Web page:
Cue: ELISA and Flow Cytometry-based HLA antibody detection methods. It sometimes pays dividends to have a secondary method for antibody detection, using the scenario above as an example.
Lambda Antigen Trays (LAT) are an ELISA-based method, using classic Terasaki trays, with wells containing either pre-defined mixed HLA antigens, or single antigens, depending on the kit. The workflow is simple, with the addition of a colorimetric substrate at the end for easy analysis. So, what are the benefits?
- Excellent signal to background ratio for clear and consistent results
- Detects either IgG or IgM antibodies
- Recognises both cytotoxic and non-complement binding antibody
- Distinguishes between HLA Class I and Class II specificities
- Eliminates interference from non-HLA antibodies and auto-antibodies
- Convenient – Terasaki tray format requires smaller volume of reagents
- LAT ELISA results are comparable to CDC-AHG
- Specific – the LAT uses a pool of purified HLA Class I and II antigen
- Defined pool of antigens, including rare HLA alleles (in LAT M only)
LAT Single Antigen:
- Single Antigens are produced in human cell lines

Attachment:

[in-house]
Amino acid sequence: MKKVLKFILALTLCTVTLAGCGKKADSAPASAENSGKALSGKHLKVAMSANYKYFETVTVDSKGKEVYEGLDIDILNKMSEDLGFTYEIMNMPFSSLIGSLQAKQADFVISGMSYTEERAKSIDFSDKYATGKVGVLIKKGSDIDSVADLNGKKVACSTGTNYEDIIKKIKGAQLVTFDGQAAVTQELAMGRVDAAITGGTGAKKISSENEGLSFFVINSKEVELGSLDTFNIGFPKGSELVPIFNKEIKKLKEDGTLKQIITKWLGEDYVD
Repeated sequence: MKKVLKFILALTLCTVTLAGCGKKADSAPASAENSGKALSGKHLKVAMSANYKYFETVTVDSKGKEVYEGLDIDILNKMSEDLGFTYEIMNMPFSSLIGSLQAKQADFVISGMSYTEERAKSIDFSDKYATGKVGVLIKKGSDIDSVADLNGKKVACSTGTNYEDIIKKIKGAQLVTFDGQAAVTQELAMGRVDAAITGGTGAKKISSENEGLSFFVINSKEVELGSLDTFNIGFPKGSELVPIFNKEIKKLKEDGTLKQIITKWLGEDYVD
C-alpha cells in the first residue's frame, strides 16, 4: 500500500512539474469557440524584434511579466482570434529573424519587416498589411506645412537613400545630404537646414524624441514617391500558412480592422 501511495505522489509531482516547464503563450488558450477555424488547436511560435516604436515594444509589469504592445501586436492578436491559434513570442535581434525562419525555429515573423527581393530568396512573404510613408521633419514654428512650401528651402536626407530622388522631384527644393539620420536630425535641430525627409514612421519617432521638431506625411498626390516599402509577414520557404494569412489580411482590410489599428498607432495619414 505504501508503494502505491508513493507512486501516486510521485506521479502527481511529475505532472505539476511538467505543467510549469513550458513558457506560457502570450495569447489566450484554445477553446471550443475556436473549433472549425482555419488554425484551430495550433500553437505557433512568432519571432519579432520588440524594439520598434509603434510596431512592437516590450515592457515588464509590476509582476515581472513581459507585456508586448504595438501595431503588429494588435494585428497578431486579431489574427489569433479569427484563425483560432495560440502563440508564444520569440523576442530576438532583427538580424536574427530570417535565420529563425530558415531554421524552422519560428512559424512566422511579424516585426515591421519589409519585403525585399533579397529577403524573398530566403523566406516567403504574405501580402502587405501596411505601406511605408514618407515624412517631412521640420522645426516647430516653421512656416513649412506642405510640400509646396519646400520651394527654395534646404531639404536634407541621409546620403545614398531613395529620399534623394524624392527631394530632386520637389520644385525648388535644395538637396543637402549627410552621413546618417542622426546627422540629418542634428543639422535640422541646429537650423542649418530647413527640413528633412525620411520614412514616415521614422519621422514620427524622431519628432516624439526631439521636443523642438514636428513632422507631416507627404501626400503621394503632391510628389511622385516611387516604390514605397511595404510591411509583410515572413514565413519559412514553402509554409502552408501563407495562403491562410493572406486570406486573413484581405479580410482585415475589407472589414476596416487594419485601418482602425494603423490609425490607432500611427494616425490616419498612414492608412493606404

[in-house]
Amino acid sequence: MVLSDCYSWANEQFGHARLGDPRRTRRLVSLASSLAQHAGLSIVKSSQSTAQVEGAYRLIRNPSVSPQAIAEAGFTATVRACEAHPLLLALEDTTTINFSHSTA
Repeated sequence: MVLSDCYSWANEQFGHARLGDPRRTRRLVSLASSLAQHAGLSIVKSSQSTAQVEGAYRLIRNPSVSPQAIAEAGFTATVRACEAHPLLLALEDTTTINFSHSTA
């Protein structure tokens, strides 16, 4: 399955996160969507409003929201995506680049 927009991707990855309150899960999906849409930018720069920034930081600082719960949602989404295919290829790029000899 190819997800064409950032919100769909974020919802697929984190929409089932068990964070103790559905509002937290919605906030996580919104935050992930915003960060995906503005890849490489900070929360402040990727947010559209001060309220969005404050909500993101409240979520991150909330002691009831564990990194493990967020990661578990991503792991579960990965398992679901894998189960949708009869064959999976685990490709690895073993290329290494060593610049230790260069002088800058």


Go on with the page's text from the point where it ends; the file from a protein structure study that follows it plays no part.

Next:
- Identifies negative HLA alleles in high PRA patients
- Simplifies analysis of antibodies reactive to one or several dominant epitopes
- Replaces dilution and absorption as strategies for confirmation of specificity
- Clarifies ambiguous screening results
FlowPRA on the other hand, incubates patient serum with 30 beads coated in HLA to identify panel-reactive antibodies, before identifying HLA-specific antibodies using Single Antigen Flow PRA beads and uses conventional flow cytometry.
Key benefits of FlowPRA include:
- Easy – quick and simple one-tube method to detect anti-HLA antibodies
- Powerful – screens Class I and Class II antibodies separately or simultaneously
- Accurate – eliminates false positive reactions due to non-HLA antibodies and autoantibodies
- Convenient – no frozen lymphocyte panels to maintain and no cell viability issues
- Flexible – works with most commercial flow cytometers
- Comprehensive – panel coverage equivalent to thirty different lymphocytes
- Informative analysis – can determine percent PRA of HLA Class I and Class II simultaneously
- Reproducible – consistent results each and every time
- Sensitive – more sensitive than CDC-AHG
- Economical – minimal shipping and storage costs
And finally (for now), I came across everyday reagents that I didn’t realise were available through VH Bio; some of which I have used for prospective crossmatching or serological typing, like:
- Terasaki trays
Having recently managed a PCR-SBT section, I was also pleasantly surprised to find cost-friendly alternatives to SBT reagents by QuantumSeq (e.g. POP, 5x sequencing buffer, and big dye terminator), plus Performa DTR plates by Edge!
The VH Bio website really has been a treasure trove of H&I and molecular diagnostics goodies. Next, I’ll be delving into HNA Genotyping and donor-derived cell-free DNA post-transplant monitoring in more detail.
Variety is the spice of life, they say!